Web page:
How we are shaped to hate

Shae Slaughter

As members of society, we do a great job of pointing out the flaws we find in one another. It’s easy to see someone’s faults, but rarely do we look deeper to figure out why these issues or problems exist. In a way, it’s the age-old debate of nature versus nurture. Maybe on the finer levels nature plays a role, but I would argue that the greater problems in society are a result of nurturing—or the lack thereof. 

Our world, our country and our culture are not only the products of Darwinian evolution and genetics. They are the culmination of much more. People do not come into this world wired to display unfavorable traits. Instead, we are taught and guided to judge others based on their race or their gender or their socioeconomic status. These feelings and thoughts are passed on from generation to generation, but that doesn’t make them beneficial. It just means they’re resilient. 

From these secondhand ideologies our society has learned how to function, even if it isn’t the way it should be. Of course, we make progress from one generation to the next, but the process could certainly be sped along if we only made an effort to encourage greater understanding. Nowadays, we know there are necessary differences in the world when it comes to who people are or what they believe. Those differences should be explored.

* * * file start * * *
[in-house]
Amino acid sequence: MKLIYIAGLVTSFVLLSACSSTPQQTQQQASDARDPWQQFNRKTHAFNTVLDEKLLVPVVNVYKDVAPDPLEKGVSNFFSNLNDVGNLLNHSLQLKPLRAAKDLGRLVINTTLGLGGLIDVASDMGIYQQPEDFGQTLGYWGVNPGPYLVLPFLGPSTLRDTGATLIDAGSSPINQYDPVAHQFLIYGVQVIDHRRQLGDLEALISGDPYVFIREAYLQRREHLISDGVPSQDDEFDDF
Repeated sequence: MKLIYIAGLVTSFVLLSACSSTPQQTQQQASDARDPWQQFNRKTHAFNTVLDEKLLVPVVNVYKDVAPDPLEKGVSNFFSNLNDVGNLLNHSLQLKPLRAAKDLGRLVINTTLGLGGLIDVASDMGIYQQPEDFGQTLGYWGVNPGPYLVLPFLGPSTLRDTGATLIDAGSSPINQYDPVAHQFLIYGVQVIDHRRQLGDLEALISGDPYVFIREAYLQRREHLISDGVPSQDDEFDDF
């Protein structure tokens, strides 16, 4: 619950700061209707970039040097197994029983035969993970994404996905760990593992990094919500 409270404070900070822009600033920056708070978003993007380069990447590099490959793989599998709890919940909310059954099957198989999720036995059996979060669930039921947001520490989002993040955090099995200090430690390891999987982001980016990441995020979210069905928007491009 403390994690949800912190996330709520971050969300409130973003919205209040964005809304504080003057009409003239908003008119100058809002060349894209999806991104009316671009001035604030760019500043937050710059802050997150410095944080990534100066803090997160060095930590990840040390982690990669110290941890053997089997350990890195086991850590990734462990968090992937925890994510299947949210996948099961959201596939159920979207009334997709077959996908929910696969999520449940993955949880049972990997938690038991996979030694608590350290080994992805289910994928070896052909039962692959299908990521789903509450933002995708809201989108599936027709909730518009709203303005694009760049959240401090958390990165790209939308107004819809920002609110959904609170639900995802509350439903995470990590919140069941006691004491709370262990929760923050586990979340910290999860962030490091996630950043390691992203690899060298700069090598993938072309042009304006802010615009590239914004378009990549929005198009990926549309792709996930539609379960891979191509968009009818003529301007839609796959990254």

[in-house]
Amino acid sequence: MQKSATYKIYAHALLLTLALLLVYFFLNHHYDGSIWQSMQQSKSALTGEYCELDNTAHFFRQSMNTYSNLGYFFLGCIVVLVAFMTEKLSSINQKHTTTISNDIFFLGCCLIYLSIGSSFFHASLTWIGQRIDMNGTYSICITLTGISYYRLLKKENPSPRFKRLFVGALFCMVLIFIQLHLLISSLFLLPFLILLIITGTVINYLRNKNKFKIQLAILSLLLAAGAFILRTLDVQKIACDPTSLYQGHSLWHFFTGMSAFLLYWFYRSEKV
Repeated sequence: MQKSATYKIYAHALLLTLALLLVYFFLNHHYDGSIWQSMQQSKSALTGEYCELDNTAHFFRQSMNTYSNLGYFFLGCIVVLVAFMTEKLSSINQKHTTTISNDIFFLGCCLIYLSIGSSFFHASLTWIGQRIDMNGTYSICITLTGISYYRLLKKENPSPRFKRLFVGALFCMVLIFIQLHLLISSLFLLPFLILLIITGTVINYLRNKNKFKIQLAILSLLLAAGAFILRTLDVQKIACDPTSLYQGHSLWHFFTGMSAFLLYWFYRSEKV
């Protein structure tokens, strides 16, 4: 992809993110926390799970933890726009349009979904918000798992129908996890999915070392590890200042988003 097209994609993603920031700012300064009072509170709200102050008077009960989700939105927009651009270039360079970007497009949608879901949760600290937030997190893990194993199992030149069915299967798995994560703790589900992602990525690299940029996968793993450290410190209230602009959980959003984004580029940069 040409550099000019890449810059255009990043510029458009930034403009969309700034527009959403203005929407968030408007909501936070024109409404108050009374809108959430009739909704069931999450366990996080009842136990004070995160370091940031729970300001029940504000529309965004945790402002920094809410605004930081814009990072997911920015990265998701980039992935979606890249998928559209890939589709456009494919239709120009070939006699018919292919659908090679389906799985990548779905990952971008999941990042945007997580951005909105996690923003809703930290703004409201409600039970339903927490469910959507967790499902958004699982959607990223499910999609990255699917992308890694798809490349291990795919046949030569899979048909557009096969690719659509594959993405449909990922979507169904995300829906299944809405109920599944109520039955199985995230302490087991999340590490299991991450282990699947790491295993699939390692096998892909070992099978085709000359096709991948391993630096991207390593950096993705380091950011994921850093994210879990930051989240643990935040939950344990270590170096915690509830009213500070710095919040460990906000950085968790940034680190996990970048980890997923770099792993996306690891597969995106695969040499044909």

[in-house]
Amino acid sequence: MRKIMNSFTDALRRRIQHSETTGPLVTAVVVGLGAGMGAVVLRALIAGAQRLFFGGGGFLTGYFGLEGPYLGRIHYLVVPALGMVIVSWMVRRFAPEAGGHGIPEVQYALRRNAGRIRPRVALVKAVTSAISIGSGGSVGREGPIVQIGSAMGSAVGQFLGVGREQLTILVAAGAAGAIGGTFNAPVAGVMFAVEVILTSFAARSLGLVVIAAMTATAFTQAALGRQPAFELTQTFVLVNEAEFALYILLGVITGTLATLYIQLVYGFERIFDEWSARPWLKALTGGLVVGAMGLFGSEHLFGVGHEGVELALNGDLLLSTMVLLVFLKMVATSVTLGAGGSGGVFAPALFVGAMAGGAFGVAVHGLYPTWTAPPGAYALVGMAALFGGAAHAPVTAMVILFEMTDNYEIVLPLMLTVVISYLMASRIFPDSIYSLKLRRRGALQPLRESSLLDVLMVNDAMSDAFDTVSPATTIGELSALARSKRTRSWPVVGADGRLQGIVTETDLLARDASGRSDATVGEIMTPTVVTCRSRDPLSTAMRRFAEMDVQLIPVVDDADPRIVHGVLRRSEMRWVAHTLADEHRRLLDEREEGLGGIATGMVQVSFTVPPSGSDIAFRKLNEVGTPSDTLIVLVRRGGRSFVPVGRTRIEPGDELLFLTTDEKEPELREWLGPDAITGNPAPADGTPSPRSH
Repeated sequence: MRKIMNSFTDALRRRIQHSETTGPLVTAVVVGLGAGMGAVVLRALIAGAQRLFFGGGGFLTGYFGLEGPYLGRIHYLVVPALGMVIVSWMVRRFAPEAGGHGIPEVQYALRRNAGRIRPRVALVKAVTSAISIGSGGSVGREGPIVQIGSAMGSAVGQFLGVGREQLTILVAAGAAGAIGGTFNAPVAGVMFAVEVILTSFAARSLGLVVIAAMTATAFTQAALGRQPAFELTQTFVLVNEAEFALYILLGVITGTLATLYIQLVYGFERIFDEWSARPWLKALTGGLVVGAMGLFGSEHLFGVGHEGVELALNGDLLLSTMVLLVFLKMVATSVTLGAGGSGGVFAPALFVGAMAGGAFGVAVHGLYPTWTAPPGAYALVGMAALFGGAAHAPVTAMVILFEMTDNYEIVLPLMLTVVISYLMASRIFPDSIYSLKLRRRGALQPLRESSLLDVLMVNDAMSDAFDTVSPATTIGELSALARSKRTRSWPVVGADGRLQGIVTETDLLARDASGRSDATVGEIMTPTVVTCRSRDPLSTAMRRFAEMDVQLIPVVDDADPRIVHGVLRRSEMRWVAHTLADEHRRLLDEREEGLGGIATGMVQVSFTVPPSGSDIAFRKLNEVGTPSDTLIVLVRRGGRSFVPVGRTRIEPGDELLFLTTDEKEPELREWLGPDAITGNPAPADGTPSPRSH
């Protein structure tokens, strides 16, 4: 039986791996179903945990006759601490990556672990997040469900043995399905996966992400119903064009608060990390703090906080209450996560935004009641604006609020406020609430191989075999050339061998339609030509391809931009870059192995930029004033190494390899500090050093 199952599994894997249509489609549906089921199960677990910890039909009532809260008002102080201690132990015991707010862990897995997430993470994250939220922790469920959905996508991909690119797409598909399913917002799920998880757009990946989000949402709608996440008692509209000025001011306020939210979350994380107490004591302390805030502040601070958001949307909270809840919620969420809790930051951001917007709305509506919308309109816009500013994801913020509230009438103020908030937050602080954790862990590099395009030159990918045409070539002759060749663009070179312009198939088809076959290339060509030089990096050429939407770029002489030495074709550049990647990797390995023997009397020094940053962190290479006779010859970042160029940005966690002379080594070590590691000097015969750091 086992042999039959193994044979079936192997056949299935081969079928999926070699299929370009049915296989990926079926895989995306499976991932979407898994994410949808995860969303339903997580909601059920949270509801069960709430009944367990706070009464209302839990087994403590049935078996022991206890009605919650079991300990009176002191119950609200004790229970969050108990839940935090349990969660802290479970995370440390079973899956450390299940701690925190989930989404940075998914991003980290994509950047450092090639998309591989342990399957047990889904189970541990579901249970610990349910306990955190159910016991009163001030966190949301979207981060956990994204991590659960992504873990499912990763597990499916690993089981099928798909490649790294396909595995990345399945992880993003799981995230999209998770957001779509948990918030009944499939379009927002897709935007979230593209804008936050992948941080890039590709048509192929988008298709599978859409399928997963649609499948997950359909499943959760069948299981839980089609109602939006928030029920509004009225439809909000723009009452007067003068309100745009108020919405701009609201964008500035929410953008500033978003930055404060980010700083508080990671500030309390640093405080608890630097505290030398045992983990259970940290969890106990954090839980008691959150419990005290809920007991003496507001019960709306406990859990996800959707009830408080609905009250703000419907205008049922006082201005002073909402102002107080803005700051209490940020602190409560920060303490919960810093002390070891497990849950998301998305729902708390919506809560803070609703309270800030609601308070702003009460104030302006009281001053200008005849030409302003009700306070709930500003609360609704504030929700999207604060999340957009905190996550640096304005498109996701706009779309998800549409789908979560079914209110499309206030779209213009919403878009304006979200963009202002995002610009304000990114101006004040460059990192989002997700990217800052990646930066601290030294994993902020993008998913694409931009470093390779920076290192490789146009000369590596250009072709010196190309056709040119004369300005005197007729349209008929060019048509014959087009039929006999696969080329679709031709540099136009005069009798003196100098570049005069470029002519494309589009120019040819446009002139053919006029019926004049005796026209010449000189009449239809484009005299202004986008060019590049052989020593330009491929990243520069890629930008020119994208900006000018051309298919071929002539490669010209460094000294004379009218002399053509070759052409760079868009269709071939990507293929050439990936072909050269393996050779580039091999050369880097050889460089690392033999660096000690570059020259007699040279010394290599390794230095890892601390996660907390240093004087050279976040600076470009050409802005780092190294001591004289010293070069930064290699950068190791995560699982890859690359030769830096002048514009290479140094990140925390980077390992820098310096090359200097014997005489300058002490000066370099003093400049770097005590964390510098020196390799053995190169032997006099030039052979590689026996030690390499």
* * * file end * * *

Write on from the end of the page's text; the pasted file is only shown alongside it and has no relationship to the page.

Still, we do very little to bridge this gap in understanding. Instead, we choose to get frustrated with people’s divergence from our own beliefs. As a society, we don’t ask why people are the way they are. People don’t come into this world engineered to hate. They aren’t born with preconceived notions of race or money. Instead, maybe they were born into a family that shaped them to dislike people unlike themselves. Perhaps they grew up on biased histories and false truths.

It’s not too hard to relate that idea to your own life. It’s likely you were raised in a way that was specific to you, a way that shaped who you are and seems undoubtedly right. If you’re a girl, that could have meant being guided into shoes that pinched your toes. If you’re a boy, maybe that meant being told to play sports. The thoughts that now fill your head are a product of those days and those experiences. 

It is easy to say that someone is insensitive or apathetic or basically any other negative label in the book. It is easy to say they should know better when they say something that is racist or rude or just downright wrong. Maybe that’s true. But it is also entirely possible that in their mind, in the narrative that society wrote for them, you are the one who is wrong. You are the one who is misguided. 

To better relate to those of opposing viewpoints and contradictory lifestyles, we all need to learn to understand the background of someone’s opinions. If you really take the time to dig deeper into someone else’s belief system, you might find that their views are not completely unfounded. I cannot stress enough that people are not made to hate—they are shaped to hate.